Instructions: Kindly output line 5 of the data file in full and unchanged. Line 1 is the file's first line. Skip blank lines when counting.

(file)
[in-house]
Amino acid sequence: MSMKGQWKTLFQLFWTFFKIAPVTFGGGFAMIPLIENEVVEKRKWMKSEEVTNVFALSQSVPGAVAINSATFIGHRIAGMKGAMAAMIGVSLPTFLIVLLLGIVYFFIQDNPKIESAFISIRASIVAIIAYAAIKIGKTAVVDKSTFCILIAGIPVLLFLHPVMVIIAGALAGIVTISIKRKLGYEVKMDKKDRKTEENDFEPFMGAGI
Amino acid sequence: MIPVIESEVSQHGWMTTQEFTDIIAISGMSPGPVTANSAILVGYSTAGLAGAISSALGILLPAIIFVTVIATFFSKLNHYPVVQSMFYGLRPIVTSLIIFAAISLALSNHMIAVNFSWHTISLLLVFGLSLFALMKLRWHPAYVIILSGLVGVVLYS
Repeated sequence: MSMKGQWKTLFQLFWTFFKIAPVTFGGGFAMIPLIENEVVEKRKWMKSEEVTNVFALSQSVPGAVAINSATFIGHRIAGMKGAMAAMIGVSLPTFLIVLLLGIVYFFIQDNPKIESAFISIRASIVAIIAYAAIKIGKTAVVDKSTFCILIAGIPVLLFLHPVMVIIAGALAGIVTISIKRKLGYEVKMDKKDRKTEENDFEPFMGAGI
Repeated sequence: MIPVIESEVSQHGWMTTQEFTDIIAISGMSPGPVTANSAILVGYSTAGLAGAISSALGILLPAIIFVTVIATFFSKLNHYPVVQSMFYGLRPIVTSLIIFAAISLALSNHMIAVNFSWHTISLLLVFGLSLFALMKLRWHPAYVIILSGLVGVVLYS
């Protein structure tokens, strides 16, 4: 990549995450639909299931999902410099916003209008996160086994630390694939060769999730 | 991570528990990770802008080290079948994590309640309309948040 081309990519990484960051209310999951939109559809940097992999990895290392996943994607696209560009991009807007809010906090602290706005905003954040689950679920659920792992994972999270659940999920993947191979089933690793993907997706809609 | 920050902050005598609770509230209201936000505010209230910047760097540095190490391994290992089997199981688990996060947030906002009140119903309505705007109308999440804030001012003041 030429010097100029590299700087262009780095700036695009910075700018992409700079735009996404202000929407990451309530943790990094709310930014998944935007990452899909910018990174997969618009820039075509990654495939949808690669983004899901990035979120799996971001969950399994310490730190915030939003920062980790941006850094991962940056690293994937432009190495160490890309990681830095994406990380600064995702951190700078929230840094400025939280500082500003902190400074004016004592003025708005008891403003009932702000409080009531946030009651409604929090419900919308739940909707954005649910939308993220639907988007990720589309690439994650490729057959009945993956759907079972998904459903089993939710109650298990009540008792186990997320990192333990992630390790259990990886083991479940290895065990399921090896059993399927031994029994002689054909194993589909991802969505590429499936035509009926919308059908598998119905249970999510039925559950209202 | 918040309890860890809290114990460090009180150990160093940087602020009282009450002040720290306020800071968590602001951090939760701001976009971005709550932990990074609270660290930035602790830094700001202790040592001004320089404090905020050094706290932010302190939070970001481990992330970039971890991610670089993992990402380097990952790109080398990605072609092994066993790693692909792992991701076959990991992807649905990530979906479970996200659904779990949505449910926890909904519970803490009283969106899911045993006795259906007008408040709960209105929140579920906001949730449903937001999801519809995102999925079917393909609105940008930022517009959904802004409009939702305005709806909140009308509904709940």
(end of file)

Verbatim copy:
Repeated sequence: MIPVIESEVSQHGWMTTQEFTDIIAISGMSPGPVTANSAILVGYSTAGLAGAISSALGILLPAIIFVTVIATFFSKLNHYPVVQSMFYGLRPIVTSLIIFAAISLALSNHMIAVNFSWHTISLLLVFGLSLFALMKLRWHPAYVIILSGLVGVVLYS